How can we innovate if we don’t know ourselves?
Human centered design | TOMA-Now is working with some really smart, innovative people, introducing different ways of looking at new challenges. One of the approaches focuses on human centered design. This is turning out to be a game changer not only for our social impact partners but for large businesses that are looking for more robust strategy adoption.
Human centered design (HCD) is the practice of design, whereby the end user of a product, process or service is placed at the very heart of the design process. The consumer or user becomes the expert, and the designer a custodian of their insights and stories – responsible for translating ‘real needs’ into something that truly serves the user. It emphasises the voice of the person or group who is being designed for, and relies on interviews, observations and interaction with those who will be impacted by the outcome.
Deep listening and being empathetic
HCD Practitioners understand their research to be rooted in deep listening, in being empathetic as they immerse themselves in environments, suspending all assumptions and bias. This moves designing for towards designing with, and in theory, it replaces interpreting what people need with deeply understanding what they need, by asking them first. For some, this appears to be obvious, and yet human centered design processes so often fail.
For a truly human centered approach to take place, we as designers and design process facilitators are required to create a space where deep truths can surface – Where users can feel grounded, embodied and present enough to share their honest feelings, fears, thoughts and needs. This not only requires the designer to understand themselves in an entirely new way (completely free of any bias or assumptions of their own) but it also requires the users to really know themselves. They are being asked to identify their needs and to communicate them clearly, bridging the gap between being passive recipients of imposed design solutions, and having a sense of ‘agency’ over their own story. This is a challenge for two reasons. Firstly, it asks the user to communicate what their real fears, thoughts, needs and desires are and then asks the designer to translate those accurately. Secondly, it means that before they can share these insights, they need to identify them and there is seldom enough attention paid to how difficult that can be.
Globally, we are a culture of consumers who have become so used to being told what we want or need that we adopt those stories as our own. We are consistently exposed to the same stories or types of stories within specific contexts, and in framing our own narratives we repeat what we associate with those contexts. We perpetuate realities without interrogating them. It is understood that when it comes to sexy brands and products we advertise and when we speak of social change we raise awareness. When it comes to commercial products we ask for investment, and when it comes to social good we ask for donations. We frame our stories within certain contexts, the way we have come to understand those environments, and in doing so we influence the systems that govern our reality.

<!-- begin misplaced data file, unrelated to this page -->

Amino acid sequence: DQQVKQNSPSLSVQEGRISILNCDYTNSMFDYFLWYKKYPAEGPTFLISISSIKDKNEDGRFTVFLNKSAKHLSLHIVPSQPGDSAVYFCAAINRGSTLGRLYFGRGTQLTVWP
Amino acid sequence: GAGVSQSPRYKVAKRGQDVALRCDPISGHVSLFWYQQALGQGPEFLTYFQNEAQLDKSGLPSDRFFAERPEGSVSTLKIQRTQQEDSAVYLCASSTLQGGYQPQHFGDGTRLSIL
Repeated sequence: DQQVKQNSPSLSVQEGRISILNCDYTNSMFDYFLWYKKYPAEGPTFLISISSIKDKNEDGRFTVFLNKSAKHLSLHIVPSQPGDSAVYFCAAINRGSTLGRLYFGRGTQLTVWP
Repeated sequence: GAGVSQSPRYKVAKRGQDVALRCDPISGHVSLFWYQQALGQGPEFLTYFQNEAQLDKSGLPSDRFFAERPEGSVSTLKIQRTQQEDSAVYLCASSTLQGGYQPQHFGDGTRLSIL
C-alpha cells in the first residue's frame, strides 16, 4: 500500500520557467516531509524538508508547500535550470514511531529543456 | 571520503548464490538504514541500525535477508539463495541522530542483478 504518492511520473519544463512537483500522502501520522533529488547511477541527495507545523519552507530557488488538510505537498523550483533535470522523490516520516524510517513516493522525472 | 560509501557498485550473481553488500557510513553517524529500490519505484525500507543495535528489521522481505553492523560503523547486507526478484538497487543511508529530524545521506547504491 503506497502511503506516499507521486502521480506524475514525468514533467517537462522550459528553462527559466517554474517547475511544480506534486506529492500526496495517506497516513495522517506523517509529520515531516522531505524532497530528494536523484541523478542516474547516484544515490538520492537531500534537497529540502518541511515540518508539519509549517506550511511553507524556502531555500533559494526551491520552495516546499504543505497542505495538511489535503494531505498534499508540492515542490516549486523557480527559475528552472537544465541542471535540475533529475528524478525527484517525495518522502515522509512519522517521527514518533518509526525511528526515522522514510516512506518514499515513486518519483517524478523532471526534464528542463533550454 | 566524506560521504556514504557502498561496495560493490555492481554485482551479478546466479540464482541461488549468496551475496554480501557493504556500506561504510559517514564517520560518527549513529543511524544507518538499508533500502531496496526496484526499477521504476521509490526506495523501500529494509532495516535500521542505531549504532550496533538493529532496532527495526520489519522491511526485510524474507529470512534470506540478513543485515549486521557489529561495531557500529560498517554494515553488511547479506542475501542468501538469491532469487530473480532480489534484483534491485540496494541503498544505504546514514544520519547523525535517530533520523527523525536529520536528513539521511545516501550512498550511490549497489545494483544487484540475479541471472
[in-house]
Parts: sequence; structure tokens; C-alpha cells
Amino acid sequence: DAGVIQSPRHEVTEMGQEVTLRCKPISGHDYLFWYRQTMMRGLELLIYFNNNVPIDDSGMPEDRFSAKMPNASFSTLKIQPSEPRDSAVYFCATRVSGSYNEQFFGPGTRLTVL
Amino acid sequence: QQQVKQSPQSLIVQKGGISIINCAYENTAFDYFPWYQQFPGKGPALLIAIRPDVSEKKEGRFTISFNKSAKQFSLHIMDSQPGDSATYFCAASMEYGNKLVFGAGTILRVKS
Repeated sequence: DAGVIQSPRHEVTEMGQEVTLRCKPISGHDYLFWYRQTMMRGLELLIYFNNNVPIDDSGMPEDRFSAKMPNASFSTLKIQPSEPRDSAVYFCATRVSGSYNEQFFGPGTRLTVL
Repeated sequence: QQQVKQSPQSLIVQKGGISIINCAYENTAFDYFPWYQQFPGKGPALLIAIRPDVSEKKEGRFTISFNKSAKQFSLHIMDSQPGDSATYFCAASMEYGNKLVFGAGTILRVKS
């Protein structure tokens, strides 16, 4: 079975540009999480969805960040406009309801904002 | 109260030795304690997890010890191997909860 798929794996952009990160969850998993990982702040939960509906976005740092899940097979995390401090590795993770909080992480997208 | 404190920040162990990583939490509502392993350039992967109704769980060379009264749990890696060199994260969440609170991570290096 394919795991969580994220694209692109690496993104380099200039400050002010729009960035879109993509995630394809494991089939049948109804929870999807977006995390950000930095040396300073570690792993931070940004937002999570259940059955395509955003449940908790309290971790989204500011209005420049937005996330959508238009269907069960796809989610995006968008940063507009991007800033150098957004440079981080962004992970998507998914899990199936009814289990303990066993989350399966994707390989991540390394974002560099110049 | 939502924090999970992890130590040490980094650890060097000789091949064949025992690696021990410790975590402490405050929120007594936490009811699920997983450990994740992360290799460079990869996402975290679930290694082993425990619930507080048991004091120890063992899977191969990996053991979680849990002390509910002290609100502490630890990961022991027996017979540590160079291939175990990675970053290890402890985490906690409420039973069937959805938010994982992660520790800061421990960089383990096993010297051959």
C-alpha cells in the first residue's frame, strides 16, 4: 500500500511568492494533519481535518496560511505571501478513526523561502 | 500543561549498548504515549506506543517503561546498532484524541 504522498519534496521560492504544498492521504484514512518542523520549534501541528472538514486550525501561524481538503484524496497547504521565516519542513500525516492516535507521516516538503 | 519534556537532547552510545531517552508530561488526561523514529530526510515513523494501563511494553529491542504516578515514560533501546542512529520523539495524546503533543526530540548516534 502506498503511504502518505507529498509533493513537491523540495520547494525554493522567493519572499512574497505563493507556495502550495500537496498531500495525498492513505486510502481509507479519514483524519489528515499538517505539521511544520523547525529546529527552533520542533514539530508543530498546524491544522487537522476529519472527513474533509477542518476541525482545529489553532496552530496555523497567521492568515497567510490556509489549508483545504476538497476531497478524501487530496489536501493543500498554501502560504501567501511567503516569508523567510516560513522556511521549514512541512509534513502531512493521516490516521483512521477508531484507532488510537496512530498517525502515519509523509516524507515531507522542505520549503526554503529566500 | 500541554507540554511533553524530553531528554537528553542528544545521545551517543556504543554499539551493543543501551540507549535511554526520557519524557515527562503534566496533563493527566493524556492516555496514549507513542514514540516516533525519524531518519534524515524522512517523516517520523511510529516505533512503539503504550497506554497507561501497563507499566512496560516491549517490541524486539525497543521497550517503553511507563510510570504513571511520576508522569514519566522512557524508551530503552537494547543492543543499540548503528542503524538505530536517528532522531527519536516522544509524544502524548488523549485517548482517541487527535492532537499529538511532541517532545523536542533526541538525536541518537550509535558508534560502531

The strains and stresses of everyday life leaves little room for us to connect with what we truly experience. Whether we are confused youth with too many choices and bombarded with social media, sleep deprived mothers, or living in scarcity, it can be difficult to separate ourselves from the ‘fixed stories’ we have come to claim as our own.
Re-imagining the future
If we are to re-imagine a future and address the social and environmental challenges that we are faced with, it is critical that HCD practitioners are not limited to being informed by insights that are rooted in fixed stories, embedded in the experiences of existing systems. To inform any real innovation, we need to go slower, to be quieter and to understand what it takes for us to gain a sense of agency over our own narratives. We need to understand how to create the conditions that will allow us to move beyond repeating what we have always heard, and sense into a deeper place of knowing ourselves.
About the Author
Anne-Marie Hanna is a Design Researcher and Story Facilitator and longtime TOMA-Now collaborator.
She holds a Masters in Philosophy, Specializing in Inclusive Innovation | Inc-Labs.com